So, that mystery condiment from Thanksgiving. What was it?
Today was pretty calm, and I made progress on some of the important Thanksgiving steps–mostly those centered around the two ducks. After they defrosted, I took them apart. The carcasses and offal, along with charred onion and ginger, cloves, star anise, cinnamon stick, garlic, and peppercorns, ended up becoming two gallons of lusciously deep-flavored duck phở. I kept it at a bare simmer the whole time, skimming often, and the result was nice and clear, but I’m still going to filter it tomorrow. It’s going to appear in a few places throughout the meal; those pie spices work wicked wonder with almost anything Thanksgivingy.
I spent some time going back and forth about how fancy to make Thanksgiving this year. Last year was really simple, but the two before that were 11-course extravaganzas (2008, 2007). We have a wedding to attend on Saturday, so family will be in town, but some of them have to drive over an hour after dinner. So I decided to split the difference and make something in the 6-course range. I went shopping today and got what I think I need; if I forgot something I will make substitutions. And, in typical fashion, ours will be a turkey-free Thanksgiving.
Bread season is in full effect. There’s nothing that warms up a kitchen (and by extension a house) like a loaf of bread baking in a hot oven. The smell quickly fills the house, and makes one grab butter from the fridge in anticipation.
With the wet, semi-cold weather comes the familiar scratchy-throated, fatigued feeling of impending sickness. We all have our various folk remedies. Mine centers around immediate and prolonged sleep, and has been known to include (in extreme cases) swabbing the throat with cut garlic cloves and cotton swabs dipped in tabasco sauce. Recently, though, when a couple of fingers of good whiskey neat don’t seem quite enough, I’ve been playing around with the storied combination of booze, honey, citrus, and hot water.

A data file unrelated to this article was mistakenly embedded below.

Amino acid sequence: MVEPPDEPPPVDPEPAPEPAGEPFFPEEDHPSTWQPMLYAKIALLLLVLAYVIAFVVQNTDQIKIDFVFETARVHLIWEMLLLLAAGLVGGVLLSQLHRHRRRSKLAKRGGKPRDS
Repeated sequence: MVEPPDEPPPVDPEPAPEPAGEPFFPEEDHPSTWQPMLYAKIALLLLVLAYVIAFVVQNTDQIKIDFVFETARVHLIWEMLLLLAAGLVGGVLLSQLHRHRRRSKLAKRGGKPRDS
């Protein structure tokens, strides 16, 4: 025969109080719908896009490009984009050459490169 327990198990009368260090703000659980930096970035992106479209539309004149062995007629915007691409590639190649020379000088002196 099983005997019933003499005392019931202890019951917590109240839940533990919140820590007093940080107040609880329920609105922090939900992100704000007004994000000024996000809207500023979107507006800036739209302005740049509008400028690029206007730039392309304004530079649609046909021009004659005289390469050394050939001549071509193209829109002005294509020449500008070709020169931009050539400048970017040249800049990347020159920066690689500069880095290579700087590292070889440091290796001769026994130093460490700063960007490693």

Honestly, what is it with you? I post a picture of seasonally-appropriate pumpkin pie, positively groaning under the heavenly decadence of a cumulus cloud of whipped cream, anointed with a lascivious dribble of maple syrup, and even go so far as to post said picture along with an ACTUAL RECIPE for the best crust in the world. And submit the picture to the most shamelessly dessert-whoring websites in tubedom. And what do I get?
Here’s that pork chop–the one that so generously provided the bone with which I made the stock that embellished the chicken roulade kabobs so handsomely. I had a busy weekend (ceramics sale and then return to Rhode Island to collect all the work from the gallery) so this will have to do until I empty the camera of pictures from intervening meals. Having said that, though, it was a good one.
Because the Internet does not have enough pictures of dessert, I hereby offer a solution. I’m all about solving problems. It’s just what I do.
Usually when I see the end product in my mind before I begin to cook it turns out pretty well. I don’t know why this is, but I’ve learned to trust it; when I want to make a particular thing–even if I’ve never made it before–I do my best to make it. It almost always works.